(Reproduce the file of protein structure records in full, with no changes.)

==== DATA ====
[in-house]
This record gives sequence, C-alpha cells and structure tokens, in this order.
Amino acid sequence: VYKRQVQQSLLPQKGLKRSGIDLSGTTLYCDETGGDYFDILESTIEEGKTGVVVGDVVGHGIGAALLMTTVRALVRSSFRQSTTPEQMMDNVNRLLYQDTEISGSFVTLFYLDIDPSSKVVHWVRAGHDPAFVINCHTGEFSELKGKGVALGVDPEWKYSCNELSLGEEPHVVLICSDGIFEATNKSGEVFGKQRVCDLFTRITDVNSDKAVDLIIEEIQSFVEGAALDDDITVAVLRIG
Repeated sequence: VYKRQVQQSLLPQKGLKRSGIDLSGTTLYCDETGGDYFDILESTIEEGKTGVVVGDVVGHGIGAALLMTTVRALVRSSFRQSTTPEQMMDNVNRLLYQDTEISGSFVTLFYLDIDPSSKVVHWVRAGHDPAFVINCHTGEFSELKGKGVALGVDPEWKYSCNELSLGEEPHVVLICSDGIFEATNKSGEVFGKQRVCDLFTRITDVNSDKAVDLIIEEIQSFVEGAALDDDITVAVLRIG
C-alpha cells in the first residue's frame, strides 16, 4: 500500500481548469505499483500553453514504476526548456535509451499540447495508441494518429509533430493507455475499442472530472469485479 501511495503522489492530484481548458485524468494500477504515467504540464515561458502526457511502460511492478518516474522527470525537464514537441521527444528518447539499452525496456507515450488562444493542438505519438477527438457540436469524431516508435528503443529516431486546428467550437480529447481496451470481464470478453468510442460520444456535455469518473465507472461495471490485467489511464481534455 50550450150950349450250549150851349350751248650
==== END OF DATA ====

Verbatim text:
[in-house]
This record gives sequence, C-alpha cells and structure tokens, in this order.
Amino acid sequence: VYKRQVQQSLLPQKGLKRSGIDLSGTTLYCDETGGDYFDILESTIEEGKTGVVVGDVVGHGIGAALLMTTVRALVRSSFRQSTTPEQMMDNVNRLLYQDTEISGSFVTLFYLDIDPSSKVVHWVRAGHDPAFVINCHTGEFSELKGKGVALGVDPEWKYSCNELSLGEEPHVVLICSDGIFEATNKSGEVFGKQRVCDLFTRITDVNSDKAVDLIIEEIQSFVEGAALDDDITVAVLRIG
Repeated sequence: VYKRQVQQSLLPQKGLKRSGIDLSGTTLYCDETGGDYFDILESTIEEGKTGVVVGDVVGHGIGAALLMTTVRALVRSSFRQSTTPEQMMDNVNRLLYQDTEISGSFVTLFYLDIDPSSKVVHWVRAGHDPAFVINCHTGEFSELKGKGVALGVDPEWKYSCNELSLGEEPHVVLICSDGIFEATNKSGEVFGKQRVCDLFTRITDVNSDKAVDLIIEEIQSFVEGAALDDDITVAVLRIG
C-alpha cells in the first residue's frame, strides 16, 4: 500500500481548469505499483500553453514504476526548456535509451499540447495508441494518429509533430493507455475499442472530472469485479 501511495503522489492530484481548458485524468494500477504515467504540464515561458502526457511502460511492478518516474522527470525537464514537441521527444528518447539499452525496456507515450488562444493542438505519438477527438457540436469524431516508435528503443529516431486546428467550437480529447481496451470481464470478453468510442460520444456535455469518473465507472461495471490485467489511464481534455 50550450150950349450250549150851349350751248650